The implication of the research findings is that to build consistent purchase habits in your customers, talk with them about the time it will take to select what fits them best, the time you recommend they reserve to learn how to use the item, and for about how long they can expect the item to keep working for them.
     The researchers say that such talk of time causes the shopper to decide based on emotions, since time considerations are difficult to analyze objectively. Lots of other consumer behavior research has shown that decisions based on emotions are both more consistent and more satisfying. In contrast, thinking about the financial aspects, such as the price or the credit terms, leads to analytical reasoning, which causes more variance from one shopping trip to the next.
     Added by research findings from University of South Australia and Mondelez International is that consistency is more likely at the item category level than at the brand level. The study looked at the purchase habits for a selection of 139 brands from fifteen packaged goods categories by the same 15,000 United Kingdom households from one year to the next. About two-thirds of these households showed category consistency, while only about half of the households showed brand consistency.
     Aiming for category consistency rather than brand consistency is good for the retailer. Shoppers seek a certain amount of variety, and you’d prefer they change brands than change stores.

For your profitability: Sell Well: What Really Moves Your Shoppers

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Thursday, June 18, 2015

Are the Artifacts Selling the Mood?

Applebee’s restaurants hang all sorts of conversation starters on the walls. Cracker Barrel restaurants position board games around for customers to play. Central to the d├ęcor at Bass Pro Shop and Scheels stores are mounted wildlife heads. The memorable “Come to China” event at Bloomingdale’s included an entire Cantonese farmhouse at the flagship Manhattan store and rare Chinese decorative items at others.
     How might you best use artifacts placed throughout your store to reinforce your business image? Help in answering that question comes from, of all places, a museum exhibition in Thessaloniki, Greece. It was there that researchers from California State University-Stanislaus studied the effects on visitors of objects in an exhibition of Byzantine heritage.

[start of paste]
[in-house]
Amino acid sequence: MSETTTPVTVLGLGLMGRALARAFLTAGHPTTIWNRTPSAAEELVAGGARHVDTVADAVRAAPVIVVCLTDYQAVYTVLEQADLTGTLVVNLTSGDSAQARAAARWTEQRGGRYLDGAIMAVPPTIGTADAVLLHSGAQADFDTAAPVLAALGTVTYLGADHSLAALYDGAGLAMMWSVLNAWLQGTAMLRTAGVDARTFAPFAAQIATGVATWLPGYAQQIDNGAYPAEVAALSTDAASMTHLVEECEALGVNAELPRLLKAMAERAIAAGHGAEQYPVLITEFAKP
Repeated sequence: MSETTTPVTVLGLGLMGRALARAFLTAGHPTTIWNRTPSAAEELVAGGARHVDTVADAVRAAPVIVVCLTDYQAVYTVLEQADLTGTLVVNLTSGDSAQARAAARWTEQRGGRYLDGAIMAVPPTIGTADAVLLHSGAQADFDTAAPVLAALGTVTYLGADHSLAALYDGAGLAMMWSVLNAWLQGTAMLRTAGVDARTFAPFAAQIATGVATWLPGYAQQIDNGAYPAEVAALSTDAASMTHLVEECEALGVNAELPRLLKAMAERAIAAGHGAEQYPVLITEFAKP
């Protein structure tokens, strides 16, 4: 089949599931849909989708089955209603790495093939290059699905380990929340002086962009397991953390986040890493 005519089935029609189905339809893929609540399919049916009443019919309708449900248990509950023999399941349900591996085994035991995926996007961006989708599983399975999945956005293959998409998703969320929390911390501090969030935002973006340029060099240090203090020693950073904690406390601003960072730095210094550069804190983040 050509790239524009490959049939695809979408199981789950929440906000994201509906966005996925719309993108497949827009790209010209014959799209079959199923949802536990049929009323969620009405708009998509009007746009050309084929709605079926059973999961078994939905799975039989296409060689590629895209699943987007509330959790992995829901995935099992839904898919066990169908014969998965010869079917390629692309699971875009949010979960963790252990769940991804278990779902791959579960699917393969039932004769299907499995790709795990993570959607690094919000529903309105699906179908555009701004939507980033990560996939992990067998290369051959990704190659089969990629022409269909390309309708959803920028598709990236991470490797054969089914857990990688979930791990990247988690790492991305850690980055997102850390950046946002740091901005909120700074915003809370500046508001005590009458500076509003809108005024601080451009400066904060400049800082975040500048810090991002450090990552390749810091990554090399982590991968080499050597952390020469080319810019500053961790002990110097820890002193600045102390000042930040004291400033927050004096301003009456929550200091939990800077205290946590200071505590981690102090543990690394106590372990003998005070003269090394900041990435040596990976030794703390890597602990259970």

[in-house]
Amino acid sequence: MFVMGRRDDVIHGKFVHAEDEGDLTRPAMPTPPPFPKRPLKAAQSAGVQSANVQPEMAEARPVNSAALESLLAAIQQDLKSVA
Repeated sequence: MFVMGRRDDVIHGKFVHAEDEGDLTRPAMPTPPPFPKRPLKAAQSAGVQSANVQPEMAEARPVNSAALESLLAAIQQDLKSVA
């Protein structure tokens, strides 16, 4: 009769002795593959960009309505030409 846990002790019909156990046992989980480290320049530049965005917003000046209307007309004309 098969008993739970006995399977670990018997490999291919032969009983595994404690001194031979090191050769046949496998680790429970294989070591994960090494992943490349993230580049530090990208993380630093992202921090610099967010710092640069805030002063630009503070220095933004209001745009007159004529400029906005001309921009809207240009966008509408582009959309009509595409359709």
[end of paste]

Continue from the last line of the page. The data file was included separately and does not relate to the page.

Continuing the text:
Those effects can be assigned to three categories:
  • Physically drawing the consumer in. Objects which are visually interesting or cry out to be touched guide the consumer’s path of inquiry. 
  • Conceptually drawing the consumer in. Entering the area, the visitor has preconceptions about what will be experienced. Then when the visitor encounters each of the objects, those preconceptions stimulate the visitor to create stories which add interest, making it more likely the visitor will stay for a while, tell others about the place, and choose to return in the future. 
  • Substantiating. The right artifacts give substance to the moods the visitor is experiencing, meaning that impressions of the site are trusted more. In this process, the consumer is likely to incorporate what they’re feeling and what they believe others around them at the time are experiencing. 
     With these three in mind, select and position artifacts in your store to facilitate sales. Choose items which are consistent with other impressions you want to give the shoppers. Place appealing objects in areas of the store you want shoppers to explore. At least occasionally feature pictures of the artifacts on store signage and in ads.
     Certainly, the ways in which artifacts influence consumers are different in a museum than in a retail store. In the museum, people have come specifically to interact with the objects, while in the store, the artifacts are incidental to the purpose of the shopping trip. The effects in the store are more nuanced.
     Then again, there are some similarities in the functioning. Most museums have gift shops where replicas and images of exhibited items are sold. Involving the consumers in processing their perceptions sells not only the mood, but also the merchandise.

For your profitability: Sell Well: What Really Moves Your Shoppers